(Bellocchi, 2010: 9) instead of intimidating Lee it had the opposite effect because the U.S took action towards these threats and Lee was still elected president until 2000.

5.3 Cultural Identity

Taiwan has had a divided along the aspects of ethnicity and nationality. When Taiwan was under the KMT’s authoritarian regime ethnicity became an important rallying point for political mobilization. Ethnic identity and ethnic relations have been sources of conflict throughout Taiwan’s history,

“the first ethnic divide appeared between “mainlanders” those who came to the island from various parts of the mainland after the end of WWII, including almost all members of the KMT and the military, and “native Taiwanese”, those who had lived in the island while it was still a Japanese colony, and who usually could trace their ancestry on the island back two hundred years or more” (Tsai, 2007: 9).

The differences in their historical, life experiences, backgrounds, and spoken languages created communication misunderstandings. The native Taiwanese saw the mainlanders as intruders who took over the dominant role in Taiwan’s politics and economics, mainlanders felt that native Taiwanese were too deeply influenced by Japanese culture and too detached from their motherland.

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In Taiwan, “provincial issues” are often identified with political meaning, but

“provincial issues” have multi-faceted meanings which include conflicts between political power and political restructuring, and sometimes they have relevance with the economic and ethno-cultural spheres. For decades, Taiwan was ruled by an authoritarian party-state system which had great effect in shaping the way the islands cultural and economic cleavages mapped onto political issues. Inequalities regarding economic and educational opportunities were in many cases the result of power concentration among mainlanders, “even though the “native” Taiwanese made up a majority of the population, mainlanders enjoyed many privileges that effectively relegated most native Taiwanese to a marginal role in the island’s economics and most significantly in politics” (Tsai, 2007:

10). Such marginalization began to change the native Taiwanese’ appeal from seeking equal participation to redefining their self-identity and national identity along with strengthening ethnic identity in Taiwan.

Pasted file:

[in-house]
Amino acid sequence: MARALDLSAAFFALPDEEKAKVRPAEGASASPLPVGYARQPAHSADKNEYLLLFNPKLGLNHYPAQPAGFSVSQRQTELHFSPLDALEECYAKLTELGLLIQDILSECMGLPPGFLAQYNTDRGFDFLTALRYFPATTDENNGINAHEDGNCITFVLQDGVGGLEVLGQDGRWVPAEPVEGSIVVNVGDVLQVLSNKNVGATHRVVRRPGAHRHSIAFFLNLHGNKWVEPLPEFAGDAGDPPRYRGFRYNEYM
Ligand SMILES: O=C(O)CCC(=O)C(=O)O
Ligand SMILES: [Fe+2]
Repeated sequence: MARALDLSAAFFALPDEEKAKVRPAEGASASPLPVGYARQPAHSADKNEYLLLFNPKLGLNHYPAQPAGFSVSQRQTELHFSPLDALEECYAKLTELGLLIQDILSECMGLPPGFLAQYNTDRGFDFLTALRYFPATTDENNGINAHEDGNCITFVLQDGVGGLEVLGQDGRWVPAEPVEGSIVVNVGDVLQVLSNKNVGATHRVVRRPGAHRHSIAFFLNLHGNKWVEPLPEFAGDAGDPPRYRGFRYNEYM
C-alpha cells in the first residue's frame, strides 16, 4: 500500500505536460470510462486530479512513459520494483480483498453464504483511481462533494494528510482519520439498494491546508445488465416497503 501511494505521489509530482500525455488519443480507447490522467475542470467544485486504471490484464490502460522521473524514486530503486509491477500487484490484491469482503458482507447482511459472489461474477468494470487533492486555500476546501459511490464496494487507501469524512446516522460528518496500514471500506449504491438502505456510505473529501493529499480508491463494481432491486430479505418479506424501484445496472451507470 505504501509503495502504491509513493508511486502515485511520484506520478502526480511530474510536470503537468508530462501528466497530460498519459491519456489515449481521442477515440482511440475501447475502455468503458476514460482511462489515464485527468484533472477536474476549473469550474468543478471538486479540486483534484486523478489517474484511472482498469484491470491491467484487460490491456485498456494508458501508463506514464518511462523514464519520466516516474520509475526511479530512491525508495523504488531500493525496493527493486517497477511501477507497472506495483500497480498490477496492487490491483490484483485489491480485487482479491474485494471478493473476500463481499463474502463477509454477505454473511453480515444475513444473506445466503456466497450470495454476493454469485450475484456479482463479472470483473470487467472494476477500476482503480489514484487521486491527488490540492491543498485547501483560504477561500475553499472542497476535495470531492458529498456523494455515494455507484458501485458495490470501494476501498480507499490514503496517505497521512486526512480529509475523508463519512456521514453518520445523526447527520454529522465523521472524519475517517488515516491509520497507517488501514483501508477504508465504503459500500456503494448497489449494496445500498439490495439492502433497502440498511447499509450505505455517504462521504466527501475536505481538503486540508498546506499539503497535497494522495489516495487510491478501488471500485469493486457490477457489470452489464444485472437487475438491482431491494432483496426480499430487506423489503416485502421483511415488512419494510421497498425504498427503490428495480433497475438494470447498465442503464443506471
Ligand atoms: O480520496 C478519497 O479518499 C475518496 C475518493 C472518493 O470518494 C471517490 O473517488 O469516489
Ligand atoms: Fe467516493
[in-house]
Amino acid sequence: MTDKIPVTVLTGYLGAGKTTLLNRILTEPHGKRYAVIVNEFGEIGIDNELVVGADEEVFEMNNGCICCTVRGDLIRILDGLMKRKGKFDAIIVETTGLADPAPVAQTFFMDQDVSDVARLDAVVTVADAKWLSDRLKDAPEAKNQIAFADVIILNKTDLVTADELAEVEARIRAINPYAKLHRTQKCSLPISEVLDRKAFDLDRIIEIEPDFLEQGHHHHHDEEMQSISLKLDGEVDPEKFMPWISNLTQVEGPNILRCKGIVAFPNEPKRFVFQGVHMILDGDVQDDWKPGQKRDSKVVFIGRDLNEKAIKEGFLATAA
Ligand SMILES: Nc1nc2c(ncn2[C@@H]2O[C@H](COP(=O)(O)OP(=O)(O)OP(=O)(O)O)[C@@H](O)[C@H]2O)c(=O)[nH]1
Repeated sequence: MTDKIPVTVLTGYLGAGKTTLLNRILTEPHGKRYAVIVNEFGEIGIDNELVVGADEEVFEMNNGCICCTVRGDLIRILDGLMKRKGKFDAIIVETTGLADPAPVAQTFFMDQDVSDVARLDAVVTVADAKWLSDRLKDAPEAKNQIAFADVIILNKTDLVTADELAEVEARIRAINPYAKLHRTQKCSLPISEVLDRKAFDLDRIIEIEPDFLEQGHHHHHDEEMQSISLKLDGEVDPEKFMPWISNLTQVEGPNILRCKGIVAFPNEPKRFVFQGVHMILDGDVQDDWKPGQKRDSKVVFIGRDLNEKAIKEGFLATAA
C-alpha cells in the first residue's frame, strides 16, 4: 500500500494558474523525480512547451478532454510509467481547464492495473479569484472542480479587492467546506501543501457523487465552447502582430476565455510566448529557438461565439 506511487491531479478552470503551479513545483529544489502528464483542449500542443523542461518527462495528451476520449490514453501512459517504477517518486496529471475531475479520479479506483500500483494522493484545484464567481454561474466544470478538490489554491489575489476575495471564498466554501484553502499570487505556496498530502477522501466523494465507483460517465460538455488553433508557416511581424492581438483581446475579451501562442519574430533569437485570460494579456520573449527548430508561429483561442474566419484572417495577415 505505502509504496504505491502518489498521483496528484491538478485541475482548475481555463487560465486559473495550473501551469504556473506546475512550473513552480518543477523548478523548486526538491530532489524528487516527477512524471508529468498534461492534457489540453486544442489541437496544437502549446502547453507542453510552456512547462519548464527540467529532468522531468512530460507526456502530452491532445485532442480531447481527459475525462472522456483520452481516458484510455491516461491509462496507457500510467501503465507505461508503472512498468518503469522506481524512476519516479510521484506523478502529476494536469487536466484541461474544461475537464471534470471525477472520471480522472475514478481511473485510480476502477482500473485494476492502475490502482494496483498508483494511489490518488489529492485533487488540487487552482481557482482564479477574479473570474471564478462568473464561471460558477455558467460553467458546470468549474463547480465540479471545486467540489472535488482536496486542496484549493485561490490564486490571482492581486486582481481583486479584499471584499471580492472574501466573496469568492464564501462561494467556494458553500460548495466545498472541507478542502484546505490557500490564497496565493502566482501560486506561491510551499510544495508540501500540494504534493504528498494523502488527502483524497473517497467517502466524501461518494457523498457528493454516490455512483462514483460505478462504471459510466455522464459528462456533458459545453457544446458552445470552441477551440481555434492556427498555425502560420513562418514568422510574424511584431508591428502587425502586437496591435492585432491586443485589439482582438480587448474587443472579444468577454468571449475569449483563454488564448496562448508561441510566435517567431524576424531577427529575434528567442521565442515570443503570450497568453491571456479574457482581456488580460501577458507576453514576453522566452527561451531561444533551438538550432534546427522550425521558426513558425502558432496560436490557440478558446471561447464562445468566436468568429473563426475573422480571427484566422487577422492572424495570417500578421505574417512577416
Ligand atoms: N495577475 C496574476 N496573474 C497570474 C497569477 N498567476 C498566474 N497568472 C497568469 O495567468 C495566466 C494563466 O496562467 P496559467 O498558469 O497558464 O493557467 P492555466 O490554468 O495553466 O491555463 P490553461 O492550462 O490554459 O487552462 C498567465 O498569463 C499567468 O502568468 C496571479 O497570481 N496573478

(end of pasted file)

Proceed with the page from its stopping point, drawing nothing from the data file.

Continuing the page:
Cultural identity is derived from kinship, history, cultural heritage, regionalities, ethnicity, and ideologies. In general, socio-cultural differences among the four groups is the mother tongue, whether to speak Chinese or Taiwanese. Politically, the difference between native Taiwanese and the mainlanders can be accounted by historical experiences. In the aftermath of the White Terror, many ethnic Hoklo, Hakka, and Aborigines became hostile toward the new intruders (the mainlanders), making this incident “a critical moment in the evolution of ethnic identity in Taiwan- a portion of the island’s inhabitants for the first time began to think of themselves as “Taiwanese” first, rather than Japanese or Chinese” (Lee, 2000: 13). During the KMT’s long reign Chiang Kai-shek and his son Chiang Ching-kuo encouraged the Hoklo and Hakka to turn back to a more “Chinese” identity this would be achieved “mostly through education and other government policies that promoted traditional Chinese cultural practices and traditions and enforced the use of Mandarin in all official state business” (Tsai, 2007: 14). The KMT government implemented a policy toward the aborigine groups where they will follow culture assimilation with the Han majority using government funds to make the aborigine regard themselves as Chinese.

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During the KMT’s authoritarian regime as above-mentioned, most members of the ruling class were mainlanders who were given positions in government and given economic and political privileges that were not given to the local Taiwanese (Hoklos, Hakkas, and Aborigine). Such policies created a greater divide between the mainlanders and the rest of the ethnic groups reinforcing the “Mainlander-Taiwanese” ethnic cleavage which already existed. Conversely, we begin to see this conflict between the ethnic groups diminish during the 1950’s and 1970’s as there was gradual social integration, interaction and intermarriage. Many of the population who arrived with the KMT government were military men, as this group aged, native aboriginal women were bought as wives for them. This began a new generation of intermarriage children being born for aborigine women and mainlanders.